Have I correctly derived an inverse to the Binet formula?

I was interested by another user's question on finding such an inverse and in particular noted Will Orrick's comment in the best answer that one can square both sides to obtain a quartic.I thought I'd solve that quartic. For clarity, here is the work in full; the customary notation $F_n$ has been replaced with $F$ for simplicity. $\phi$ is the golden ratio $\frac{1 + \sqrt{5}}{2}$, $n$ is the position in the sequence, and $F$ is the $n$th Fibonacci number.

\begin{align} n &= \log_\phi\frac{F\sqrt{5} + \sqrt{5F^2 + 4(-1)^n}}{2}\\ \phi^n &= \frac{F\sqrt{5} + \sqrt{5F^2 + 4(-1)^n}}{2}\\ 2\phi^n &= F\sqrt{5} + \sqrt{5F^2 + 4(-1)^n}\\ 2\phi^n - F\sqrt{5} &= \sqrt{5F^2 + 4(-1)^n}\\ 4\phi^{2n} - 4\phi^nF\sqrt{5} + 5F^2 &= 5F^2 + 4(-1)^n\\ 4\phi^{2n} - 4\phi^nF\sqrt{5} &= 4(-1)^n\\ \phi^{2n} - \phi^nF\sqrt{5} &= (-1)^n\\ \phi^{4n} - 2\phi^{3n}F\sqrt{5} + 5\phi^{2n}F^2 &= 1\\ \phi^{4n} - 2\phi^{3n}F\sqrt{5} + 5\phi^{2n}F^2 - 1 &= 0 \end{align}

At this point, we can apply the quartic formula (edit: for clarity I am showing all the steps of applying the formula):

a = 1, b = 2F\sqrt{5}, c = 5F^2, d = 0, e = -1\\ \begin{align} u &= \frac{3(2F\sqrt{5})^2 - 8(1)(5F^2)}{12(1^2)} = \frac{60F^2 - 40F^2}{12} = {5F^2}{3}\\ \Delta_0 &= (5F^2)^2 - 3(2F\sqrt{5})(0) + 12(1)(-1) = 25F^4 - 12\\ \Delta_1 &= 2(5F^2)^3 - 9(2F\sqrt{5})(5F^2)(0) + 27(2F\sqrt{5})^2(-1) - 72(5F^2)(-1) = 250F^6 - 180F^2\\ Q &= \sqrt[3]{\frac{250F^6 - 180F^2 + \sqrt{(250F^6 - 180F^2)^2 - 4(25F^4 - 12)^3}}{2}} = \sqrt[3]{125F^6 - 90F^2 + 6\sqrt{48 - 75F^4}}\\ v &= \frac{Q^2 + \Delta_0}{3Q}\\ w &= 0 \end{align}

$$n_{1,2} = \log_\phi \frac{1}{2}\left(F\sqrt{5} - \sqrt{\frac{5F^2}{3} + \frac{\left(\sqrt[3]{125F^6 - 90F^2 + 6\sqrt{48 - 75F^4}}\right)^2 + 25F^4 - 12}{3\sqrt[3]{125F^6 - 90F^2 + 6\sqrt{48 - 75F^4}}}}\\ \pm \sqrt{\frac{10F^2}{3} - \frac{\left(\sqrt[3]{125F^6 - 90F^2 + 6\sqrt{48 - 75F^4}}\right)^2 + 25F^4 - 12}{3\sqrt[3]{125F^6 - 90F^2 + 6\sqrt{48 - 75F^4}}}}\right)$$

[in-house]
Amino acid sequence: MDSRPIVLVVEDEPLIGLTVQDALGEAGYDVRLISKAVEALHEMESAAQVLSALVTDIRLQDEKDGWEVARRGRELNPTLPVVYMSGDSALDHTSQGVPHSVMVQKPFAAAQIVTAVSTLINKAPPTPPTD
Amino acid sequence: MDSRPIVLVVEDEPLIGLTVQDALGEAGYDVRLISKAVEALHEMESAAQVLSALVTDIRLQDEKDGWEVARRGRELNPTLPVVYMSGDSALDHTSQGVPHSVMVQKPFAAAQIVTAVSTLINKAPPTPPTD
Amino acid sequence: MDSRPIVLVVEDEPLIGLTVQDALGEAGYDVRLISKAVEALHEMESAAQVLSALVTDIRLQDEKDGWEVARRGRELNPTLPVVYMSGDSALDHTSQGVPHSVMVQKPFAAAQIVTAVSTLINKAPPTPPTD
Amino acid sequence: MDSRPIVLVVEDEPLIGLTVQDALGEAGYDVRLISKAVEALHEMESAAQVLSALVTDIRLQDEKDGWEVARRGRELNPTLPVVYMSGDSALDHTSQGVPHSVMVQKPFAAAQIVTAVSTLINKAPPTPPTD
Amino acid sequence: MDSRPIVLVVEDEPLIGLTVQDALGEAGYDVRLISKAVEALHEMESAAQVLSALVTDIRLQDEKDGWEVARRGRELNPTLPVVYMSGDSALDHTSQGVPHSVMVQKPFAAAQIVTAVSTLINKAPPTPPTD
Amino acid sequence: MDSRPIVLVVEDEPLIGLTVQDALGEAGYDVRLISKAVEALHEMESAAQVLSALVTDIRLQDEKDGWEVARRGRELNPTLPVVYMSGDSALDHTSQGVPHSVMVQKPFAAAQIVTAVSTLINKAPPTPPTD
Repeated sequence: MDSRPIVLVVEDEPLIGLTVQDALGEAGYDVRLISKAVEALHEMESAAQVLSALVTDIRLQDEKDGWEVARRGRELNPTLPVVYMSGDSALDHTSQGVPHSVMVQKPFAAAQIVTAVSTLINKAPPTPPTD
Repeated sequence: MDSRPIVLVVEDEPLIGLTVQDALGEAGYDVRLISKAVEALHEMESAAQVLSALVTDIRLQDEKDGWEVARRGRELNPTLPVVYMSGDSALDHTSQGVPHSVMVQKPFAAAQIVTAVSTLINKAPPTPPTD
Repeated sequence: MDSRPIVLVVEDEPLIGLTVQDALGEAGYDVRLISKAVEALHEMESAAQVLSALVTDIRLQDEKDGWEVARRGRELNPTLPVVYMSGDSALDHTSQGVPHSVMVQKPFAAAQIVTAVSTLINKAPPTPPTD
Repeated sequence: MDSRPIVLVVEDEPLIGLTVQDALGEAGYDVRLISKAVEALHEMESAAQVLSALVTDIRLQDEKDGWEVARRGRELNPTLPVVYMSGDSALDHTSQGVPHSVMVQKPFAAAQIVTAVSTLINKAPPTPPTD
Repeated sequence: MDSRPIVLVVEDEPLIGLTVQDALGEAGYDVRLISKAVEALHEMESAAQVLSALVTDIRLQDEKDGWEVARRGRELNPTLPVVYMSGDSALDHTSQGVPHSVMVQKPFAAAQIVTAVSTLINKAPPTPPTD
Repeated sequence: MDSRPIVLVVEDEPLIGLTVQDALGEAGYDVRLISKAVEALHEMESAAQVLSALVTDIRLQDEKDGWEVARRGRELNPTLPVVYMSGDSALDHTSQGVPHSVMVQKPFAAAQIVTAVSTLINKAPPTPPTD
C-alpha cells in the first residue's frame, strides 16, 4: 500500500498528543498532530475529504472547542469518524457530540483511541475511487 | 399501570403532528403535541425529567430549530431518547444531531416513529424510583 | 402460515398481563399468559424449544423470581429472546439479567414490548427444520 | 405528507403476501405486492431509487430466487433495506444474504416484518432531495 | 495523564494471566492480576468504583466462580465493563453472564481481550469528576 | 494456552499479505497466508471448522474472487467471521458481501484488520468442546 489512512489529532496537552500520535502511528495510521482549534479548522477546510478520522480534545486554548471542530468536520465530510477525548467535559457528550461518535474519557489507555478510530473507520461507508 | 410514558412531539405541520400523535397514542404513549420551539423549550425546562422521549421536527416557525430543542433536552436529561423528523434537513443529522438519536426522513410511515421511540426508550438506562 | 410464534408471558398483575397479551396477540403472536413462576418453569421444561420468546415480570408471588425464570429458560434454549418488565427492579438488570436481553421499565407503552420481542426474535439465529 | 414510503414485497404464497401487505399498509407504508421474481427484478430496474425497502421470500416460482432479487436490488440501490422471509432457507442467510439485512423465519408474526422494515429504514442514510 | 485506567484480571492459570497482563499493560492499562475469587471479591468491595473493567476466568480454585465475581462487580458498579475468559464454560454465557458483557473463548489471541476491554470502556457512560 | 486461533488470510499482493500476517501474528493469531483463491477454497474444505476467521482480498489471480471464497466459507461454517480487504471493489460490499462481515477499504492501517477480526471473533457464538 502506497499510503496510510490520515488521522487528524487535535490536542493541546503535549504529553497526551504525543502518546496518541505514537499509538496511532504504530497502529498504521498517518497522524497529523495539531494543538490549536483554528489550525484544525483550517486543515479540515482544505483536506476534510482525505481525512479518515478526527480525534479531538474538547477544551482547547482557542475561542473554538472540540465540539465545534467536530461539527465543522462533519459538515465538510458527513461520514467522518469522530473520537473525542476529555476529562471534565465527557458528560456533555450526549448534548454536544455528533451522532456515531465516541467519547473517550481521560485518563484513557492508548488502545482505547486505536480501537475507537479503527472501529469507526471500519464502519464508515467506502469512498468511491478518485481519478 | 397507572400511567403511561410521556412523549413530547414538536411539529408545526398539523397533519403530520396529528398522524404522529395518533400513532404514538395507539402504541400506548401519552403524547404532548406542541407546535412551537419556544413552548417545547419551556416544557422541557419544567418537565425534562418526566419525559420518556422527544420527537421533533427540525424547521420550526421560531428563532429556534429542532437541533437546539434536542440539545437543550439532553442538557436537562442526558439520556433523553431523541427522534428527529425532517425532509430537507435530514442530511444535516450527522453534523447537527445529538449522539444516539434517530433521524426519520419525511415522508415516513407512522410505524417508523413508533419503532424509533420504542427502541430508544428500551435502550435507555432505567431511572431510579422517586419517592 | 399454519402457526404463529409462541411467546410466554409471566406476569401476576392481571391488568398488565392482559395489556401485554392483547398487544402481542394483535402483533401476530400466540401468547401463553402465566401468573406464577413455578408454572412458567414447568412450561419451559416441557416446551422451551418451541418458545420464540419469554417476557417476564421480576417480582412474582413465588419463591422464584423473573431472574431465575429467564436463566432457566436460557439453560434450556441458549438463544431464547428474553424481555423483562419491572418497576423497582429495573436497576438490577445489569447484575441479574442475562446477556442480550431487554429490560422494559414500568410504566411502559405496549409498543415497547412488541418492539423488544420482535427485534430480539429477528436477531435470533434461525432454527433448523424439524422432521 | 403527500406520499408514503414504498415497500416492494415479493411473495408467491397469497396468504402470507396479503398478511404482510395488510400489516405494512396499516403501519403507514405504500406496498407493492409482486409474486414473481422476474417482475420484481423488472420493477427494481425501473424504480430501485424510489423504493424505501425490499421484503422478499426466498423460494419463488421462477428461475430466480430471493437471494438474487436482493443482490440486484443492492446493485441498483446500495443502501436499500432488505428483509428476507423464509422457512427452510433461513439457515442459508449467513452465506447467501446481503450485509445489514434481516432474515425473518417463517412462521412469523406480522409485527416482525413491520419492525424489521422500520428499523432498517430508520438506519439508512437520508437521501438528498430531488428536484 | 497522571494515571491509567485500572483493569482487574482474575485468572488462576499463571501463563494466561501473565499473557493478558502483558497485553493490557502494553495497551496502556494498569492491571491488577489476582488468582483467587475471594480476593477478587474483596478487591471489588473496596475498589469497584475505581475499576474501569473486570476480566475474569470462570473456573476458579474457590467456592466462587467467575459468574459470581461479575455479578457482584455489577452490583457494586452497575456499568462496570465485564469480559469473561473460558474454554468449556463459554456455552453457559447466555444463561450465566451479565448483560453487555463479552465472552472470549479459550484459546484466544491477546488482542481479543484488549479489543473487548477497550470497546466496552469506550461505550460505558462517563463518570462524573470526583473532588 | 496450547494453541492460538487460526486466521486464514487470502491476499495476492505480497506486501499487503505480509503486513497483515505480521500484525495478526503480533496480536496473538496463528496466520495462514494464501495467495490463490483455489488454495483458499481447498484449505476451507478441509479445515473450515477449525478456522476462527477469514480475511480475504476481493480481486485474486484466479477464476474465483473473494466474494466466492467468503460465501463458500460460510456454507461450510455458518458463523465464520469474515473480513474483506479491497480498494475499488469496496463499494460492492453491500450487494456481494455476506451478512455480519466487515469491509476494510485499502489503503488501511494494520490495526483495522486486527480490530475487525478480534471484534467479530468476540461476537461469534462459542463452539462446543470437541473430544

The third and fourth solutions are given by the first expression, but with a plus sign after $F\sqrt{5}$.

Are my calculations correct (they were done entirely by hand), is this a correct inverse to the Binet formula, and if so, how do the multiple solutions correspond to the actual solutions of n for F?

• I think separate formulas for odd and even $n$ would be only quadratic. Would these be of interest to you? Commented Jun 11, 2013 at 5:46
• @coffeemath That's true, but Linus (who asked the previous question) was adamant in wanting something more general. Commented Jun 11, 2013 at 14:30
• On your step in the first part from line 7 to line 8, the $(-1)^n$ gets squared. The effect of this is that no amount of manipulation after that can distinguish between $n$ being odd or even, so it seems there will necessarily be an ambiguity in the formula that results, where sometimes one sign choice is needed and sometimes the other. Commented Jun 13, 2013 at 23:39
• The point of this question is to discover what the sign change means. Commented Jun 13, 2013 at 23:57
• By "what the sign change means" do you mean "how can the specific choice of sign be computed from $F$ alone"? Otherwise I don't know the sense of the phrase in quotes... Commented Jun 14, 2013 at 1:21

I follow all the steps up to line seven of the first part. If we write $x=\phi^n$ then that seventh line reads $$x^2-xF\sqrt{5}=(-1)^n.$$ Then on line eight you "square both sides", the goal being to eliminate the $(-1)^n$ on the right side. But suppose instead of actually distributing the square of the left side, you just keep it algebraically. Then the following line is equivalent to your ninth line (and so must have the same roots, and be the same quartic polynomial): $$[1] \ \ [x^2 - xF\sqrt{5}]^2-1=0.$$ This is where your first paragraph ends, and you begin applying the solution of the quartic equation. But that is to use a more general tool than necessary for your purpose, since in fact [1] is a difference of squares, so that it factors into two quadratic polynomials. In other words the quartic you have is really a biquadratic, and its solutions are those of the two quadratic factors (two from each, for the total of four). Specifically [1] factors as $$[2]\ \ [x^2-xF\sqrt{5}-1]\cdot [x^2 - x F\sqrt{5}+1]=0.$$ Now depending on whether the original $n$ is odd or even, exactly one of these factors will have one of its roots lead to an integer for $n$, while the other root of that factor will be in a way conjugate to it (but won't lead to an integer $n$). The two quadratic roots of the other factor will not lead to integer $n$ in terms of $F$ either. In sum, only one of the four roots of your quartic will be the desired inverse for $F$, and the quadratically expressed roots of [2] must coincide with the four more convoluted expressions you have obtained using the solution for general quartics.